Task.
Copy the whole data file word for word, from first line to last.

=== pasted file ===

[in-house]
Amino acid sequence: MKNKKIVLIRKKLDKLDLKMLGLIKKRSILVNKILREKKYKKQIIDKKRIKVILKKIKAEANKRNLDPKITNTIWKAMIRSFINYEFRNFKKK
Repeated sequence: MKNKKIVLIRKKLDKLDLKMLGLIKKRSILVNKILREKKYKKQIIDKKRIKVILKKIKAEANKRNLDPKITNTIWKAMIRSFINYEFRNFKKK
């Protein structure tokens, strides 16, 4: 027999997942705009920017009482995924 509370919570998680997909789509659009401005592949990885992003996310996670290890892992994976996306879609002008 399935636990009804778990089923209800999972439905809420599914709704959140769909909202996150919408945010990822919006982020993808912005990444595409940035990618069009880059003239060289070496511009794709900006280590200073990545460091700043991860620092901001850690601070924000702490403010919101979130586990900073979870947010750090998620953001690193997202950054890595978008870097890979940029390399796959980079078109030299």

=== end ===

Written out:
[in-house]
Amino acid sequence: MKNKKIVLIRKKLDKLDLKMLGLIKKRSILVNKILREKKYKKQIIDKKRIKVILKKIKAEANKRNLDPKITNTIWKAMIRSFINYEFRNFKKK
Repeated sequence: MKNKKIVLIRKKLDKLDLKMLGLIKKRSILVNKILREKKYKKQIIDKKRIKVILKKIKAEANKRNLDPKITNTIWKAMIRSFINYEFRNFKKK
């Protein structure tokens, strides 16, 4: 027999997942705009920017009482995924 509370919570998680997909789509659009401005592949990885992003996310996670290890892992994976996306879609002008 399935636990009804778990089923209800999972439905809420599914709704959140769909909202996150919408945010990822919006982020993808912005990444595409940035990618069009880059003239060289070496511009794709900006280590200073990545460091700043991860620092901001850690601070924000702490403010919101979130586990900073979870947010750090998620953001690193997202950054890595978008870097890979940029390399796959980079078109030299």